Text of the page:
• Updates the TCP/IP multicast forwarding tableTo facilitate the forwarding of multicast traffic from a multicast source on an IGMP router mode interface to a group member downstream from the IGMP proxy mode interface, the IGMP routing protocol adds entries to the TCP/IP multicast forwarding table so that all nonlocal IP multicast traffic received on IGMP router mode interfaces is forwarded over the IGMP proxy mode interface. The IGMP proxy mode interface forwards all nonlocal multicast traffic received from IGMP router mode interfaces regardless of whether or not there are group members present downstream from the IGMP proxy mode interface.

IGMP proxy mode is designed to connect a router running a member of the Windows Server 2003 family to a fully capable IP multicast internetwork, as Figure 9-8 shows. A good example of this is the connection of a single router intranet to the MBONE. IGMP proxy mode is enabled on a single interface connected to the multicast-enabled internetwork.

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Figure 9-8: The use of IGMP router mode and proxy mode to connect a single router intranet to an IP multicast-enabled internetwork.

The combination of IGMP router mode interfaces and the IGMP proxy mode interface allows the sending and receiving of IP multicast traffic for hosts on a peripheral network segment using a router running a member of the Windows Server 2003 family.

Multicast Group Members on IGMP Router Mode Interfaces

Host members on IGMP router mode interfaces receive host group traffic through the following process:

  1. A host sends an IGMP Host Membership Report message on the local subnet.
  2. The router updates its multicast forwarding table with the appropriate entry.
  3. The IGMP routing protocol uses the NDISRequest( ) function to add the multicast MAC address corresponding to the IP multicast address to the table of interesting MAC addresses on the network adapter on which IGMP proxy mode is enabled.
  4. The router forwards the IGMP Host Membership Report message on the IGMP proxy mode interface.
  5. The neighboring IP multicast-enabled router receives the IGMP Host Membership Report message, makes the appropriate changes to its multicast forwarding table, and informs downstream IP multicast-enabled routers using multicast routing protocols that a host member exists on the IGMP proxy mode interface network segment.

Routers of the IP multicast-enabled internetwork forward IP multicast traffic sent to the host group to the neighboring IP multicast-enabled router, which forwards the traffic on the IGMP proxy mode interface network segment. The IGMP proxy mode interface receives the multicast traffic and submits it to the TCP/IP multicast forwarding process. Basedon the entries in the multicast forwarding table, the IP multicast traffic is forwarded on the IGMP router mode interface connected to the network segment containing thehost member.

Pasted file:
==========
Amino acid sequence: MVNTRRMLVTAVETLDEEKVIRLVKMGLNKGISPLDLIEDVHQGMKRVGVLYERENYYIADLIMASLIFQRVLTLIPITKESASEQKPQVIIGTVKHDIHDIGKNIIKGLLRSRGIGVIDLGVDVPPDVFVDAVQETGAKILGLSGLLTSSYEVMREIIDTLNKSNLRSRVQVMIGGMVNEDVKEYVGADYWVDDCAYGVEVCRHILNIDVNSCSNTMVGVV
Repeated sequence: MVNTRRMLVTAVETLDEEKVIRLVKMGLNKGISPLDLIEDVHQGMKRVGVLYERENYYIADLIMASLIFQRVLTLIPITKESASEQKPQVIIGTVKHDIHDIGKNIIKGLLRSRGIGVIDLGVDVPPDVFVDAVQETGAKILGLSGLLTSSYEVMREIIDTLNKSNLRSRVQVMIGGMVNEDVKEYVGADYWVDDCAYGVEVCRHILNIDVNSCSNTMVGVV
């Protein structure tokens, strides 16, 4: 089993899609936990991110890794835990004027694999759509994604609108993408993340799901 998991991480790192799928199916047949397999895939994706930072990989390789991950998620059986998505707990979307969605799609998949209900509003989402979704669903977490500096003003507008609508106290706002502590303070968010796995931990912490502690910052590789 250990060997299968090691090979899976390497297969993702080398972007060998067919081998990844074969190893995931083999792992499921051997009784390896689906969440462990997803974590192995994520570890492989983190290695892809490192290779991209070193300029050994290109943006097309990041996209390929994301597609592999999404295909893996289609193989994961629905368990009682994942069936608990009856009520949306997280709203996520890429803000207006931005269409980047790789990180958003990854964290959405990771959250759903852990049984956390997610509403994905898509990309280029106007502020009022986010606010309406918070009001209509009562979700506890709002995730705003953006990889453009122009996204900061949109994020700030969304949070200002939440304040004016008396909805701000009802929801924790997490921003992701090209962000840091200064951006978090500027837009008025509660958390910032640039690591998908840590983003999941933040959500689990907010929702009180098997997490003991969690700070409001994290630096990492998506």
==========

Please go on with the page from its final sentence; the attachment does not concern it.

Multicast Sources on IGMP Router Mode Interfaces

The multicast traffic of multicast sources on IGMP router mode interfaces is forwarded through the following process:

  1. A multicast source host sends nonlocal IP multicast traffic to a specific group address.
  2. The IGMP router mode interface receives the multicast traffic.
  3. For the first multicast packet, the IGMP routing protocol adds an entry to the TCP/IP multicast forwarding table, indicating that there are host members present on the IGMP proxy mode interface.
  4. The multicast traffic is passed to the multicast forwarding process. Based on the entries in the multicast forwarding table, the multicast traffic is forwarded on the IGMP proxy mode interface.
  5. The neighboring IP multicast-enabled router receives the IP multicast traffic and passes it to the multicast forwarding process. Based on the entries in the multicast forwarding table of the IP multicast-enabled router, the multicast packet is either forwarded to host members (local or downstream) or silently discarded.


Summary

IGMP provides a mechanism for hosts to register their interest in receiving IP multicast traffic sent to a specific group address (the Host Membership Report message), for hosts to indicate that they are no longer interested in receiving IP multicast traffic sent to a specific group address (the Leave Group message), and for routers to query the mem






Microsoft Windows Server 2003(c) TCP/IP Protocols and Services (c) Technical Reference
Microsoft Windows Server 2003(c) TCP/IP Protocols and Services (c) Technical Reference
ISBN: N/A
EAN: N/A
Year: 2006
Pages: 216